I have departed Planet Earth, destination unknown. Writing to you from some galaxy out there past Pluto.
Friday was a normal enough day. We got in a new shipment of yarn. We had it spread all over MDK World Headquarters, getting it ready to send out to knitters.
It’s pretty stuff. Lichen and Lace Worsted. It’s the second time we’ve ordered this from Megan Ingman. No two skeins are alike, despite the fact that they all have the colorway name Pressed Flowers. As far as I can see, each skein looks plausibly like Pressed Flowers.
So pretty. So hand dyed.
As Friday rolled by, I kept looking at this yarn, thinking about the sleeves of an Easel Sweater. You know: the pattern we cooked up for Field Guide No. 3 that allows mild-mannered knitters like ourselves to partake of the wilder yarns in life. A sleeve or two, a dosage we can all handle.
And that’s when it hit me. I thought:
Sleeves are not enough. I don’t want an Easel Sweater with wacky sleeves. I want an Easel Sweater with wacky everything except the sleeves. I want to knit six skeins of Lichen and Lace Worsted and
You know how unlikely this is. Gray has long been my favorite color for just about everything. A long slag of gray is always a good idea. There are so many grays. People don’t understand the great beauty of gray.
Well, on Friday, gray took a back seat. I grabbed six skeins, not aiming too hard.
When I got home, I immediately liberated them so I could see exactly what the deal was regarding the colors in each skein.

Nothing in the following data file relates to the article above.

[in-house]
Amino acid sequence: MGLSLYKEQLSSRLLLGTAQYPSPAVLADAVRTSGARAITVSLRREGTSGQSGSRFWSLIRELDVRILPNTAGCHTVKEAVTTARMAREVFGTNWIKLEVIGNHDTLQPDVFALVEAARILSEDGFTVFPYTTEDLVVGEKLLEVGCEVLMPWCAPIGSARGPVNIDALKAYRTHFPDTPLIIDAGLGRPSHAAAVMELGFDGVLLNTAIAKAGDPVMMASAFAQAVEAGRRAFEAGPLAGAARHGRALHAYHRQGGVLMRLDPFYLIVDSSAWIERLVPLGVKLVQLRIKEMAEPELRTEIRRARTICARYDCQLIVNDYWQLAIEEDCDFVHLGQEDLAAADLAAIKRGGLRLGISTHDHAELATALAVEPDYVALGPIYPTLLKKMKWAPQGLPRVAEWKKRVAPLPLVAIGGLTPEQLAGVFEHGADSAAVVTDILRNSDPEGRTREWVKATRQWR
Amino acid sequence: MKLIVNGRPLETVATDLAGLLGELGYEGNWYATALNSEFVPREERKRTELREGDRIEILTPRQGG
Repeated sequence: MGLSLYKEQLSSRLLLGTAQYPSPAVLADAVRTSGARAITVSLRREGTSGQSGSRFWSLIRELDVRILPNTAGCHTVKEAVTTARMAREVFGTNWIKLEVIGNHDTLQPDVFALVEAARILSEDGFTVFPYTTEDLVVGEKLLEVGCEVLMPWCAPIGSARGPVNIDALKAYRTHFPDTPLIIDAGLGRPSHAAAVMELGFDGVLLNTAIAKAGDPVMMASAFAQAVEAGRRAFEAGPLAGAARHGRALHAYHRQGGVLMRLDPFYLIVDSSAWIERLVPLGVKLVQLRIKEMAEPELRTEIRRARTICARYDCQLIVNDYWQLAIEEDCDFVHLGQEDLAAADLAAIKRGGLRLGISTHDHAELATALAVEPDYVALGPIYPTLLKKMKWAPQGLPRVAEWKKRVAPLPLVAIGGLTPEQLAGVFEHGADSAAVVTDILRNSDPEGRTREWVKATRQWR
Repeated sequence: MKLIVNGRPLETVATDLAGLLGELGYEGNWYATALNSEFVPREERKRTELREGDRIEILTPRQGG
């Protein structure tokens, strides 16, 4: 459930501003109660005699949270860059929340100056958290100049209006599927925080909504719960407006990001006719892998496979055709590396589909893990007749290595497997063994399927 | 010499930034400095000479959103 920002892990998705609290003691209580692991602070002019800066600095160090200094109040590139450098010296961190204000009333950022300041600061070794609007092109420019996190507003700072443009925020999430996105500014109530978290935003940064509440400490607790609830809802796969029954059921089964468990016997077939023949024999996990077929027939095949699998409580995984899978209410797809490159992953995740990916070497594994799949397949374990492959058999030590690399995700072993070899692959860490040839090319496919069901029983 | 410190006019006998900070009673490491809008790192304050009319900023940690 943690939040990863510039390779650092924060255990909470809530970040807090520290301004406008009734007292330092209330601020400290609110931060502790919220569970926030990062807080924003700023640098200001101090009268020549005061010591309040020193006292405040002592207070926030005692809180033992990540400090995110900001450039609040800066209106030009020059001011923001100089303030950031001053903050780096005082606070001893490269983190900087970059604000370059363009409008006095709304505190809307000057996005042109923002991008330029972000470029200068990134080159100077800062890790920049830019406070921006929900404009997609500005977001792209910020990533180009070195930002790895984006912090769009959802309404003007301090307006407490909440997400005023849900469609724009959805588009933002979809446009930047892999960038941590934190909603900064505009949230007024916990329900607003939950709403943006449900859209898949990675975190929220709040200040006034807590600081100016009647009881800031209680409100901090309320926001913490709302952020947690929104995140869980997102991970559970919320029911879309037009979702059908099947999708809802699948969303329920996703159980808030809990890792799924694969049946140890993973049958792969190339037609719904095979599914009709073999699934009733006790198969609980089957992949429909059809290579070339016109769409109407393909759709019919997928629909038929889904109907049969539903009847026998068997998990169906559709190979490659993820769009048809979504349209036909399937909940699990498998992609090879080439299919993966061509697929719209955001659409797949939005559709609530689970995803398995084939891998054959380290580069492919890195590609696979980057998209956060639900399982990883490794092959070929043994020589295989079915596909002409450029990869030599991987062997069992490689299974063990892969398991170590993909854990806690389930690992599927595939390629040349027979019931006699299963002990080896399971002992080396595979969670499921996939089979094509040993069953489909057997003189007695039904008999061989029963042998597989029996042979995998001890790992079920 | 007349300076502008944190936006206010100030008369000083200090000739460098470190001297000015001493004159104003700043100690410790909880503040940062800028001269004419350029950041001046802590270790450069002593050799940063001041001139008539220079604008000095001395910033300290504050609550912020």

It was a mix, a melange, a variety show, an unfettered exploration of shade, tone, saturation, and value.
Seriously not gray.
There are splotches and speckles.
And one long stretch of a very beautiful, soft purple, an outlier in the six skeins.
The Easel Sweater is made in four pieces: front, back, set-in sleeves. As classic a sweater as you can imagine. In this wholly unpredictable yarn, each piece will be its own little experiment/art project/aria.
I wound yarn like a maniac.
I made a pilgrimage to Meg Strong at Haus of Yarn for fresh size 7s, just for good luck.
I swatched to make sure this worsted weight would match the gauge of the Easel Sweater. BINGO!
I started with the outlier purple swath skein for the back because I knew it would be different from anything else in the sweater. What I didn’t know is how it would look, knitted up.
It looks like clouds, or smoke, or vaporous Grape Fanta. This is totally a Rorschach test.
I knitted through Game 3 of the Stanley Cup Finals on Saturday, and Game 4 tonight. Victories! Series is now tied 2-2. Nashville has gone completely insane. It’s really fun to have the city full of joy. I even traded a Tweet with the Pens Knitting Lady, despite the fact that she supports that Pittsburgh team and I am a bandwagoner Preds fan.
Skein 1 is done. I really love knitting this. What happens when I start skein 2? I don’t think I’ve ever knit this fast.
Update: We have again run through our stock of Pressed Flowers—we’re getting on our bicycle to Sackville, New Brunswick to bring back some more. Thanks to everyone who has adopted skeins of this lovely yarn. In the interest of science, we’re starting a thread in The Lounge for knitters to share their before and after photos of variegated yarn, “Variegated Yarn: Before and After.”